'Amazing': Vining elated drugs funded

Melissa Vining. PHOTO: FINDEX
Melissa Vining. PHOTO: FINDEX
Yesterday's announcement that the government will increase drug funding by $604 million is the best news patient advocate Melissa Vining has heard in six years.

Health Minister Shane Reti and Associate Health Minister David Seymour announced the government would deliver up to 26 cancer treatments as part of an overall package of up to 54 new medicines.

Dr Reti said of the 13 cancer treatments National promised in last year’s election campaign up to seven would be included in the package and the others would be replaced by alternatives that were just as good or better.

Ms Vining, who blasted the government for a "despicable" U-turn on promised funding in the Budget, said she thought the reaction from patients, their families and the many New Zealanders who were not affected by cancer forced the government to change its mind.

"I think the government has heard the voice of the people and it shows how important it is for people to speak up when something isn’t right."

Her husband, Blair Vining, died in 2019 aged 39 nearly a year after being diagnosed with terminal stage four bowel cancer.

She said it would be a special day for him because he worked to establish the national cancer agency, Cancer Control Agency, in his dying days with his doctor, oncologist Chris Jackson.

The agency produced a report showing New Zealand was behind 19 comparable OECD countries in delivering free access to treatment.

"This bothered us to the core that people with money had access to these life-saving or life-prolonging drugs and people without money did not.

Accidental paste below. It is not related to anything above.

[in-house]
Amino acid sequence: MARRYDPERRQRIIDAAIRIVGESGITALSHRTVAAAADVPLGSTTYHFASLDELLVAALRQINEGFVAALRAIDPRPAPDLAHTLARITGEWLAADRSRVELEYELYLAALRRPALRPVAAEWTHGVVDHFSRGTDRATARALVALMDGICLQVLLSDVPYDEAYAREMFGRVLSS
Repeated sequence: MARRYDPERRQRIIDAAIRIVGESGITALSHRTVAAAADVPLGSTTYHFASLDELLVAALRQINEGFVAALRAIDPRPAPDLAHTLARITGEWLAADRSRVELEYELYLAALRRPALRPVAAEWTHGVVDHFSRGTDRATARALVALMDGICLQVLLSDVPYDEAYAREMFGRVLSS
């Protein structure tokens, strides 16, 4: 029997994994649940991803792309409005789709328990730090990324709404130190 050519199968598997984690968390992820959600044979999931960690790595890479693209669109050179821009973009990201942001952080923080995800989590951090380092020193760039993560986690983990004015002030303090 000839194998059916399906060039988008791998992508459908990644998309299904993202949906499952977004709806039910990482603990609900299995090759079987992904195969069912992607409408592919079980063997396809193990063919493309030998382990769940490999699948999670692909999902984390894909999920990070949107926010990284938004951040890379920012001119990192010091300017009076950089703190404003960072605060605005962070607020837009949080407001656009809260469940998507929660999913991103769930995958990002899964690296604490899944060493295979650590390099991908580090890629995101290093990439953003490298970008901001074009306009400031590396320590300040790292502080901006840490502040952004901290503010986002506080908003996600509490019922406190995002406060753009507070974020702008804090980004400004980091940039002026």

"We’re not talking about poor people, we’re talking about average working New Zealanders trying to come up with hundreds of thousands of dollars to extend their lives and be cured."

Ms Vining said after her husband’s diagnosis they faced a $100,000 bill for the treatment and an additional $4000 per week administration fee.

She said the report was behind National’s election pledge.

"A lot of people voted for National on the promise of funding these cancer drugs.

"For them to not only follow through with the commitment, but exceed it, is amazing."

Ms Vining said there would be many cancer patients breathing a sigh of relief after yesterday’s announcement.

"I’m just so happy they won’t have to face that burden of mortgaging their homes or setting up a Givealittle [page] to receive treatment that is available in comparable countries."

It was the first happy day in six years of treatment advocacy for Ms Vining.

Lung cancer patient Jennie Wedge said she cried "happy tears" after discovering Osimertinib — the drug she needs to help manage her stage four cancer — was on the list.

"I held my breath while I read down the list and it’s on the list.

"I was blown away. It was really good news."

She wondered how soon it would be funded, but said it was amazing progress.

Southern Cancer Society chief executive Nicola Coom said it was essential Health New Zealand Te Whatu Ora also addressed the necessary infrastructure to ensure the medicines could be effectively administered.

Government agency Pharmac estimated about 175,000 people would benefit from the additional treatments in the first year.

Dr Reti said the funding would cover treatment from the pre-election manifesto and some other treatments, including for blood cancers and other tumours.

"We are also providing more new medicines for a range of other conditions to improve Kiwis’ health and life outcomes.

"This announcement will allow Pharmac to fund up to 26 cancer treatments and 28 other treatments. This will be a mix of new medicines and widened access to medicines that are already available."

The $604m funding boost for medicines was a pre-commitment against next year’s Budget and further funding would still be available to Pharmac and HNZ to deliver and administer treatment.

Some of the new treatments would begin rolling out from October and November and more would be phased in through the next year.

Mr Seymour said the government had set a target of having 90% of patients receive cancer management within 31 days of the decision to treat.